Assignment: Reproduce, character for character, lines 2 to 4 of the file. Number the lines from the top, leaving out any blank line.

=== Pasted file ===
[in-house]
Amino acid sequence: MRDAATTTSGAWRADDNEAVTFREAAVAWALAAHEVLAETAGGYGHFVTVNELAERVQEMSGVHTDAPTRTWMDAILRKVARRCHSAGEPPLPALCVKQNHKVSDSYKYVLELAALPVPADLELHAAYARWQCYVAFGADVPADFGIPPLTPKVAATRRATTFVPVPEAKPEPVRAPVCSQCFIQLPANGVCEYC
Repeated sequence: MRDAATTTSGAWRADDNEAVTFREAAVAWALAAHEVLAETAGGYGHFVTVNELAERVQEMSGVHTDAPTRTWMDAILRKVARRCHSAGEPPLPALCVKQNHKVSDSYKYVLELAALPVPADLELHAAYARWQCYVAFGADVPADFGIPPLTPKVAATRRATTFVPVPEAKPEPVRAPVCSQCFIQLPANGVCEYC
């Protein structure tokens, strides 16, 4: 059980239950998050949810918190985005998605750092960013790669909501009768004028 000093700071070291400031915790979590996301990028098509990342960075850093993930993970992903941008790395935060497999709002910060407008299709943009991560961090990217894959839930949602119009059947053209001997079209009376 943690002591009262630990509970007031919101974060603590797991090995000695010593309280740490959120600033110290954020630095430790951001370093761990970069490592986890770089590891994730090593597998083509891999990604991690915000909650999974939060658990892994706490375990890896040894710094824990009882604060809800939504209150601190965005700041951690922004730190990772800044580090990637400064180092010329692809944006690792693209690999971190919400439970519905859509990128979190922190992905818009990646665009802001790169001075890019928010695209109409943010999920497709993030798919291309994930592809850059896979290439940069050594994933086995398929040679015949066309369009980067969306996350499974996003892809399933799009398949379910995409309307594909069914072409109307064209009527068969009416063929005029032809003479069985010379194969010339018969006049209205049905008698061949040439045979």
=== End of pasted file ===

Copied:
Amino acid sequence: MRDAATTTSGAWRADDNEAVTFREAAVAWALAAHEVLAETAGGYGHFVTVNELAERVQEMSGVHTDAPTRTWMDAILRKVARRCHSAGEPPLPALCVKQNHKVSDSYKYVLELAALPVPADLELHAAYARWQCYVAFGADVPADFGIPPLTPKVAATRRATTFVPVPEAKPEPVRAPVCSQCFIQLPANGVCEYC
Repeated sequence: MRDAATTTSGAWRADDNEAVTFREAAVAWALAAHEVLAETAGGYGHFVTVNELAERVQEMSGVHTDAPTRTWMDAILRKVARRCHSAGEPPLPALCVKQNHKVSDSYKYVLELAALPVPADLELHAAYARWQCYVAFGADVPADFGIPPLTPKVAATRRATTFVPVPEAKPEPVRAPVCSQCFIQLPANGVCEYC
């Protein structure tokens, strides 16, 4: 059980239950998050949810918190985005998605750092960013790669909501009768004028 000093700071070291400031915790979590996301990028098509990342960075850093993930993970992903941008790395935060497999709002910060407008299709943009991560961090990217894959839930949602119009059947053209001997079209009376 943690002591009262630990509970007031919101974060603590797991090995000695010593309280740490959120600033110290954020630095430790951001370093761990970069490592986890770089590891994730090593597998083509891999990604991690915000909650999974939060658990892994706490375990890896040894710094824990009882604060809800939504209150601190965005700041951690922004730190990772800044580090990637400064180092010329692809944006690792693209690999971190919400439970519905859509990128979190922190992905818009990646665009802001790169001075890019928010695209109409943010999920497709993030798919291309994930592809850059896979290439940069050594994933086995398929040679015949066309369009980067969306996350499974996003892809399933799009398949379910995409309307594909069914072409109307064209009527068969009416063929005029032809003479069985010379194969010339018969006049209205049905008698061949040439045979």